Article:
When bad coaching results happen to good coaches
Even the most effective coaching relationships go through ups and downs. You might be doing everything right–technically speaking–but for some reason the coaching relationship just isn’t on track. Maybe you’re losing focus, the client isn’t completing their action steps, or the relationship isn’t clicking the way it used to. What’s a smart coach supposed to do?
The following six steps will help you get back on track:
Ask the client for their input into the situation. Are you accurately assessing the state of the relationship? Does the client share your concern? One of the most challenging—sometimes maddening—situations of a coaching relationship, is that the coach can be dissatisfied with his or her performance and the client will love what’s going on. Ultimately, it’s client satisfaction that matters.
(NOTE: If the client is unconcerned—or even happy—with the results, try looking at the sense of dissatisfaction as a coach performance issue. A period of self-evaluation about your coaching in this particular relationship is a great next step. You might even compare multiple relationships to get a sense of whether or not this issue is more wide spread than just this individual relationship.)
Review the coaching agreement(s). You’ll get a very clear picture of whether or not you’re on track by just reviewing what you and the client agreed to when you began working together. An effective coaching agreement contains specific instructions about the purpose of the coaching relationship and the outcomes this relationship will generate. It’s all there in black and white. If your covenant has expired, or you’ve exceeded its bounds, that’s the first place to start. Bring the coaching agreement up to the client and have an honest and open conversation.
Name the problem in your own mind. Like any good coaching interaction, once the problem is named in the mind of the coach, the idea also needs to be in front of the client. The best coaching technique in this situation is to toss an idea out there for consideration. If the client doesn’t respond to it, the issue may not be a high enough priority for the individual to invest any time or energy. The goal here is to get the clients reaction and input to the situation. Remember that as a coach, you’re not going to demand the client adapt their view or work in order to fit your assessment.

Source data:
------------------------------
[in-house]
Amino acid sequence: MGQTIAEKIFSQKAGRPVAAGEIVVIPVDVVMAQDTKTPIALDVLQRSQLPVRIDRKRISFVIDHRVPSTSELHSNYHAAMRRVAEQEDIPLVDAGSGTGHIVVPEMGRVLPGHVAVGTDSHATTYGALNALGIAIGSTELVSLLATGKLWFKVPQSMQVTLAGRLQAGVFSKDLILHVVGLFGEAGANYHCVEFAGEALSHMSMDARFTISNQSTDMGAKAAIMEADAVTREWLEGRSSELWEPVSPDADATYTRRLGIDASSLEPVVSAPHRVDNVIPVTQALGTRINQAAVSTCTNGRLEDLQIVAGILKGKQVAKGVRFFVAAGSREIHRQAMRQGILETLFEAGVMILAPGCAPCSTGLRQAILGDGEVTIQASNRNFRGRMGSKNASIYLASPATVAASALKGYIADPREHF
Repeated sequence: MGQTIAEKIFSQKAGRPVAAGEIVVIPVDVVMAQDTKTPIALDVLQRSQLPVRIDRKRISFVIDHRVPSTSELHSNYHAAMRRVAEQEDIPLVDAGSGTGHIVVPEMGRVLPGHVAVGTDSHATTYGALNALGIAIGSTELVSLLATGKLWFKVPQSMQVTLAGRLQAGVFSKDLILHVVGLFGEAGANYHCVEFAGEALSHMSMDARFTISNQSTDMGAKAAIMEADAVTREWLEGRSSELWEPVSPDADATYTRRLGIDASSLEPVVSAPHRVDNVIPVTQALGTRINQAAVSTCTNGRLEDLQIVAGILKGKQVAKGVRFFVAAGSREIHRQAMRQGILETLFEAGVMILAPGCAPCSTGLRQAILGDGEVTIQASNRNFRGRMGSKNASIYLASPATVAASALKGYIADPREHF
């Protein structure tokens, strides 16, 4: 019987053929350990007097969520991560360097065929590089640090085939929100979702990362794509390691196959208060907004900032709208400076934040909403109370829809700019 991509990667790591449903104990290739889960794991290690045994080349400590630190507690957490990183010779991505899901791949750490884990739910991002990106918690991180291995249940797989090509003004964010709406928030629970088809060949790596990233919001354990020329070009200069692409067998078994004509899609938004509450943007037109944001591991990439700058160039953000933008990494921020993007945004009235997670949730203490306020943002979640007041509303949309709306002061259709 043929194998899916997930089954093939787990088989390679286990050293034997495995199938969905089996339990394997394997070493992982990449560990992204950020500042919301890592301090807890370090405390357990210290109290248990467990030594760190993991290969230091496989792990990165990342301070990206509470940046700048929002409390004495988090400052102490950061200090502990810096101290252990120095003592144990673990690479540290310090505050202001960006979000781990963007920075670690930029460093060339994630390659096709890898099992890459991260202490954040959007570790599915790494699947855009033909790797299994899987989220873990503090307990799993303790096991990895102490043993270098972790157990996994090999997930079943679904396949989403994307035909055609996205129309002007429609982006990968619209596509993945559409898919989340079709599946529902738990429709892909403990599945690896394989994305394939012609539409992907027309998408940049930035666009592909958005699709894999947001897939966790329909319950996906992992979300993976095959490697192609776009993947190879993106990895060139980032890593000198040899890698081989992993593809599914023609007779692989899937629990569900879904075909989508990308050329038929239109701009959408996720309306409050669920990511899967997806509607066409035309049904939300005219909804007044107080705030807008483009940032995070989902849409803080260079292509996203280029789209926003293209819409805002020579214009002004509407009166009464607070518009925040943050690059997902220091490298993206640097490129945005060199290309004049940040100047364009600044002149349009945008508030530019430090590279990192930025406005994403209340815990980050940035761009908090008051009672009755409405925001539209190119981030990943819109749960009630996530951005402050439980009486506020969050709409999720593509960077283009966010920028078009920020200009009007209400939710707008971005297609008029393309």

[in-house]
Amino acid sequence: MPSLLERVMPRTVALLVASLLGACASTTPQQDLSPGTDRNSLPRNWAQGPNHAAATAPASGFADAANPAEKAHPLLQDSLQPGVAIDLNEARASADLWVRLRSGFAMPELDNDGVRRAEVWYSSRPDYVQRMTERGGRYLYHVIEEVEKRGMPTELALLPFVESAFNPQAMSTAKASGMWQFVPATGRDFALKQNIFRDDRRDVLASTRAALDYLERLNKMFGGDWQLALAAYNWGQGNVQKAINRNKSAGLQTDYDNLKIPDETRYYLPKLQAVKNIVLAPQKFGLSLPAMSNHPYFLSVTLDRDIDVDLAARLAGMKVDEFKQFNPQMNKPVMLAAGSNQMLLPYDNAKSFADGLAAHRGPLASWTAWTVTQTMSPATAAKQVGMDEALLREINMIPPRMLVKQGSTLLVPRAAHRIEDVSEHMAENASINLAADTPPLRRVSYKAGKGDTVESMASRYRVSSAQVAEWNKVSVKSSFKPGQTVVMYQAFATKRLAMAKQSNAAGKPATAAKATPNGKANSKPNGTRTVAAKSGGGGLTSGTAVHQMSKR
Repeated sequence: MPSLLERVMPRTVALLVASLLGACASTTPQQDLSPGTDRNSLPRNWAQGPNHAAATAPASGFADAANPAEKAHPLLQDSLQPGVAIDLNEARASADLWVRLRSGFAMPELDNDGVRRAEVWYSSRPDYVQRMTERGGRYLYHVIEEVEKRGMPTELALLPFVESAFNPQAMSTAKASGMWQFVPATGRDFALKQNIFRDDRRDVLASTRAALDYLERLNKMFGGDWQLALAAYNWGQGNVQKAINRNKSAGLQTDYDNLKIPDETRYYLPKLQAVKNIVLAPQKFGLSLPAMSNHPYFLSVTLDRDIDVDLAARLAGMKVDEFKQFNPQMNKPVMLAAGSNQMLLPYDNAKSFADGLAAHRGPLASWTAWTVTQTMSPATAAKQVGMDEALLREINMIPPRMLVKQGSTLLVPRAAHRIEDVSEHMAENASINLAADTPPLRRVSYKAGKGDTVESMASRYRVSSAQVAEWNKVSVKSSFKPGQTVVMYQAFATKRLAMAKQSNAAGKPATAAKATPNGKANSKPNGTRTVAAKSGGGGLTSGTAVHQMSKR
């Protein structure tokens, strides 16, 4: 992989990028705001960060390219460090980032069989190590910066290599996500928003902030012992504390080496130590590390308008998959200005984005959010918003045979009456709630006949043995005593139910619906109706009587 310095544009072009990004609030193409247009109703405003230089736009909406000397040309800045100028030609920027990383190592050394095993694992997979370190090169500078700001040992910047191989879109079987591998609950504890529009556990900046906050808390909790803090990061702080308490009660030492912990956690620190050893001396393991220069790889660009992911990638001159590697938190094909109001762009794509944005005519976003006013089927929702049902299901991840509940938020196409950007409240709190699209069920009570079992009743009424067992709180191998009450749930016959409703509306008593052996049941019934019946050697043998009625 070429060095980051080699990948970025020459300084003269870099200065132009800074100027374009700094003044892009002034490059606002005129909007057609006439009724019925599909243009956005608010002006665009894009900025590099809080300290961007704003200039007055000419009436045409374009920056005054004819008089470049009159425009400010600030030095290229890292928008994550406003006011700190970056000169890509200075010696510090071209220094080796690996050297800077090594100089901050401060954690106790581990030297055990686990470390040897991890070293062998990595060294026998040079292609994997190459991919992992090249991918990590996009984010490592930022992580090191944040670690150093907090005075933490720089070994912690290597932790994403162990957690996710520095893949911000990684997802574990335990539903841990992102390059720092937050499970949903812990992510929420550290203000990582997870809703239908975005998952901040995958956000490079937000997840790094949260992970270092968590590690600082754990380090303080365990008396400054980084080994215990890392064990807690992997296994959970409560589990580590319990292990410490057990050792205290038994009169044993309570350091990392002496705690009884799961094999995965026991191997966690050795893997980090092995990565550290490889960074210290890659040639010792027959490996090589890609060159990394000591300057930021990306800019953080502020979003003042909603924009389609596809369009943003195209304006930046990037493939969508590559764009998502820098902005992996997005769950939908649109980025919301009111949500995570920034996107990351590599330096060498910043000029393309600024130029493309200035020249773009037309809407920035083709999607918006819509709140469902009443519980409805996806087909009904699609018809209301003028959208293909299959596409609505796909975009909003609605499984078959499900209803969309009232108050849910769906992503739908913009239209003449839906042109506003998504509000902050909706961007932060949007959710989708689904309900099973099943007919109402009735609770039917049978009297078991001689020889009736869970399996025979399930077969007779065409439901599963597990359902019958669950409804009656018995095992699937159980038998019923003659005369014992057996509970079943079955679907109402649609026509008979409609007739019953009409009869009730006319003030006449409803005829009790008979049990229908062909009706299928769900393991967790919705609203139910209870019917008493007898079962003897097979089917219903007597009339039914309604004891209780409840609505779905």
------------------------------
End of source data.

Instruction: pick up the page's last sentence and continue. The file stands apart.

But you can have an open and honest conversation—including feedback—that will give you a very clear picture of where the client and you are seeing things eye-to-eye. Don’t end this conversation until you and the client have come to some mutual understanding of whether or not you’re off track, and if so, why you might be off-track.
Brainstorm possible action steps to get back on track. Focus only on using the things that to which you already have access. Be asset minded. Try to resist the urge to brainstorm possibilities that require acquiring something new—a new software program, a new connection, money or some other outside influence unless it’s absolutely necessary.
Choose an action plan, and assign a timeline for implementation. Don’t over look the importance of the timeline, because accountabilty to the right kind of progress is much easier when there’s an element of time tracking! And don’t forget to determine when you’ll talk about the problem again so that you can most effectvely monitor progress toward your resolution…which leads directly to the last item…
In the scheduled follow-up conversation, don’t stop with just checking in on the existing problem. Spend a few minutes trying to identify early indicators that you might be slipping off track. It doesn’t matter if they are predicting the same issue or some other issue. What you’re after is a tool that might give you some kind of head start on keeping your coaching relationship on track.
If you can stay ahead of the problem before drift sets in, you can prevent most focus issues in a coaching relationship with only a minimum amount of effort. But that all starts with understanding the early indicators of when you’re starting to drift ever so slightly away from the purpose of the relationship.
What’s your best strategy for keeping your coaching relationships on track? I’d love to hear about it in the comments!
For more from Jonathan Reitz, please click here.
Jonathan Reitz has a number of impressive titles at CoachNet Global (Chairman/CEO/Guy with Coffee). Jonathan has been coaching since 1996 and has worked with over 500 clients in the church, the non-profit sector and the business world.
“Coaching plays a part in the kind of leadership the world needs,” says Jonathan Reitz. “I want to be a part of that.”
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